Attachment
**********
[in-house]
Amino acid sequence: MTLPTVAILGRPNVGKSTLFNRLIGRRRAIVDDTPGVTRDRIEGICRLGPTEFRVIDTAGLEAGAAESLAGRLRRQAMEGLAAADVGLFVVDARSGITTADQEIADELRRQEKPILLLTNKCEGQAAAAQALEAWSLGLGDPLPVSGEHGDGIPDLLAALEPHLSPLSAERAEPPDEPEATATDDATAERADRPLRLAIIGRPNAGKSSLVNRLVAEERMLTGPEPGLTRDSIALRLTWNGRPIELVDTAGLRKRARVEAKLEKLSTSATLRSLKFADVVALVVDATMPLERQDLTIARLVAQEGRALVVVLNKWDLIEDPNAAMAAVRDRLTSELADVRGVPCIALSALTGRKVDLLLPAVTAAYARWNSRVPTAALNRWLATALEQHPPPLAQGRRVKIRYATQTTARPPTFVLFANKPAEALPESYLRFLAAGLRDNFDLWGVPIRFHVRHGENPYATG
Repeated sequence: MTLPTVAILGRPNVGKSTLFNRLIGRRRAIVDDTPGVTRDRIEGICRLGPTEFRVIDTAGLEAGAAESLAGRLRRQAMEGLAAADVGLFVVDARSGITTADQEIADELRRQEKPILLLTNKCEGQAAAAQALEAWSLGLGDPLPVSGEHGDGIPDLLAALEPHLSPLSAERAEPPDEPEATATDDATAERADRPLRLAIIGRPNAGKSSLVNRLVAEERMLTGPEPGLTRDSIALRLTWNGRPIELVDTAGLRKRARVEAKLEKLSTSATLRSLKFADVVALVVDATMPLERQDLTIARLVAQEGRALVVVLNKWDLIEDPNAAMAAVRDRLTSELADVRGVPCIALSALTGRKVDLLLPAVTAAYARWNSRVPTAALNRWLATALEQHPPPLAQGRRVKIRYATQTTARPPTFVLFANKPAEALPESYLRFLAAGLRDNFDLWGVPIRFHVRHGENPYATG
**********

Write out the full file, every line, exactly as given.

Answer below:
[in-house]
Amino acid sequence: MTLPTVAILGRPNVGKSTLFNRLIGRRRAIVDDTPGVTRDRIEGICRLGPTEFRVIDTAGLEAGAAESLAGRLRRQAMEGLAAADVGLFVVDARSGITTADQEIADELRRQEKPILLLTNKCEGQAAAAQALEAWSLGLGDPLPVSGEHGDGIPDLLAALEPHLSPLSAERAEPPDEPEATATDDATAERADRPLRLAIIGRPNAGKSSLVNRLVAEERMLTGPEPGLTRDSIALRLTWNGRPIELVDTAGLRKRARVEAKLEKLSTSATLRSLKFADVVALVVDATMPLERQDLTIARLVAQEGRALVVVLNKWDLIEDPNAAMAAVRDRLTSELADVRGVPCIALSALTGRKVDLLLPAVTAAYARWNSRVPTAALNRWLATALEQHPPPLAQGRRVKIRYATQTTARPPTFVLFANKPAEALPESYLRFLAAGLRDNFDLWGVPIRFHVRHGENPYATG
Repeated sequence: MTLPTVAILGRPNVGKSTLFNRLIGRRRAIVDDTPGVTRDRIEGICRLGPTEFRVIDTAGLEAGAAESLAGRLRRQAMEGLAAADVGLFVVDARSGITTADQEIADELRRQEKPILLLTNKCEGQAAAAQALEAWSLGLGDPLPVSGEHGDGIPDLLAALEPHLSPLSAERAEPPDEPEATATDDATAERADRPLRLAIIGRPNAGKSSLVNRLVAEERMLTGPEPGLTRDSIALRLTWNGRPIELVDTAGLRKRARVEAKLEKLSTSATLRSLKFADVVALVVDATMPLERQDLTIARLVAQEGRALVVVLNKWDLIEDPNAAMAAVRDRLTSELADVRGVPCIALSALTGRKVDLLLPAVTAAYARWNSRVPTAALNRWLATALEQHPPPLAQGRRVKIRYATQTTARPPTFVLFANKPAEALPESYLRFLAAGLRDNFDLWGVPIRFHVRHGENPYATG